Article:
Saturday, February 27, 2010

SHEMP HOWARD: Don't Ask, Don't Tell

I'm going to guess that Shemp was posing for a gag photo as Father Time... because any other explanation is worse. Much worse.

DAVID AND CHERIE GREGG: East Tennessee Children's Hospital (2/22/10)

Friends David and Cherie Gregg once again dispelling the old wives' tale that circus makeup and costumes can NEVER be used in a hospital setting. It depends completely and entirely on the individual performer, their skill set and their ability to adapt their performance to their audience.


With a guest appearance by Oleg Popov, from the film Carnival.

Friday, February 26, 2010


An interesting article that brings up many important points.

After re-reading it, I realized that it resonated with me for another, entirely different reason. If you remove the word "black" or "African-American" and replace it with the word "clown" it also pretty accurately sums up the frustration many of us feeling trying to gain a deeper understanding of American clowns and clowning, outside the deification of five or six Ringling performers from "The Golden Age of The Greatest Show on Earth"...

Taking Black History Out Of The Peanut Gallery

by Sam Sanders
February 26, 2010

At the beginning of February this year, I posted the following status on my Facebook page:

“Tomorrow begins Black History Month. I'm hoping not to end those 28 days armed with only a new set of Negro spiritual lyrics and a strange belief that I, too, can make anything out of peanuts.”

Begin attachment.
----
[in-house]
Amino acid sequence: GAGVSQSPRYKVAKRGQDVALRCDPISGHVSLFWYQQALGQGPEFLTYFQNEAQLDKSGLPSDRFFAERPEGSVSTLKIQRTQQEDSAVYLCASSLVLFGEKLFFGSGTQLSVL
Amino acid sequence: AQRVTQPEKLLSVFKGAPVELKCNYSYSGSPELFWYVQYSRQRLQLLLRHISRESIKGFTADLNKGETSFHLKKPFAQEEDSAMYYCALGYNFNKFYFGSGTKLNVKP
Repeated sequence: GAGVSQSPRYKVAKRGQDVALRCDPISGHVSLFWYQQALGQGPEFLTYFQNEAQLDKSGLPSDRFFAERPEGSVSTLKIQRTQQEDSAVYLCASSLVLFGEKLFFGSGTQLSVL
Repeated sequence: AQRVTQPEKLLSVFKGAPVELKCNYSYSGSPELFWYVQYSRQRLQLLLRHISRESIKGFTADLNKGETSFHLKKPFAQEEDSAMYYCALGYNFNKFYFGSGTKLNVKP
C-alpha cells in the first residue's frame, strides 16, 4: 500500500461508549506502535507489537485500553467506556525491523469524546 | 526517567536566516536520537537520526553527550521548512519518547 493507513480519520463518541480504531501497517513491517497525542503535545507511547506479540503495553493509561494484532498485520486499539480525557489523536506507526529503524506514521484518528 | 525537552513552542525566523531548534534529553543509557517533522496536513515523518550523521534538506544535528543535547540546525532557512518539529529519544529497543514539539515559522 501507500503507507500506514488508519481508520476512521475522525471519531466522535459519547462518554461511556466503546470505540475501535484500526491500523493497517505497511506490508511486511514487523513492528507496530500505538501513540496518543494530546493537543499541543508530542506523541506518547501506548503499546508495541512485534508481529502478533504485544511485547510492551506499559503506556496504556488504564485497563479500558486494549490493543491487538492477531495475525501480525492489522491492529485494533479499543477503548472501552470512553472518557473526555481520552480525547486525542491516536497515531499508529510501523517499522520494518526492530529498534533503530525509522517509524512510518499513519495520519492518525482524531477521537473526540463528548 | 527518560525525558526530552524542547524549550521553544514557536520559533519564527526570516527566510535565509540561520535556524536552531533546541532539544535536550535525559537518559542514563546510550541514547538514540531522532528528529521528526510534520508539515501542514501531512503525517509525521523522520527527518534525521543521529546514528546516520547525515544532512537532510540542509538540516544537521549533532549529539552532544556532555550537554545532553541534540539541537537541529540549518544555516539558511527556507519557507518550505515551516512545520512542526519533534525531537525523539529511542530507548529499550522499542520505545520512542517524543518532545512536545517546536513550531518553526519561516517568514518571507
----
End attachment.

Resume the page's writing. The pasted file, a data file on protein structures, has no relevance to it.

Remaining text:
I was referring to George Washington Carver, one of so many Black pioneers whose face is perpetually plastered on cardboard cutouts in classrooms throughout the country every February.

I remember hearing the stories in grade school. George Washington Carver, the guy who invented a lot of things out of peanuts. Over 300, actually, with concoctions like peanut glue, peanut grease, peanut coffee and peanut meat tenderizer.

That was pretty much all that was said about him.

His story, and those of so many other Black historical figures, are done a disservice every February. That's why Black History Month annoys me — not just because it seems to be in no way focused on any kind of Black future, but because its historical coverage is one-dimensional, mawkish, and well, boring.

And at the end of this month, and the same old show, I'm still annoyed.

I want more than sainthood every February. I want complexity.

We need a better Black History Month, one that recounts the intricacies of the lives our ancestors lived, their human flaws, something that made them a little bit more — relatable. Or better yet, something that would help us believe we could aspire to their greatness. Because now, based on what I hear every February, the only way to make Black history is to be completely perfect — and rather uninteresting.

It would have been nice to have a discussion in my youth about how George Washington Carver’'s fervent belief in God ostracized him from many in the scientific community he became a leader in.

I would have loved to learn earlier that legendary Black soul singer Nina Simone wasn’t just an amazing voice, but was also someone who grappled with bipolar disorder for much of her life.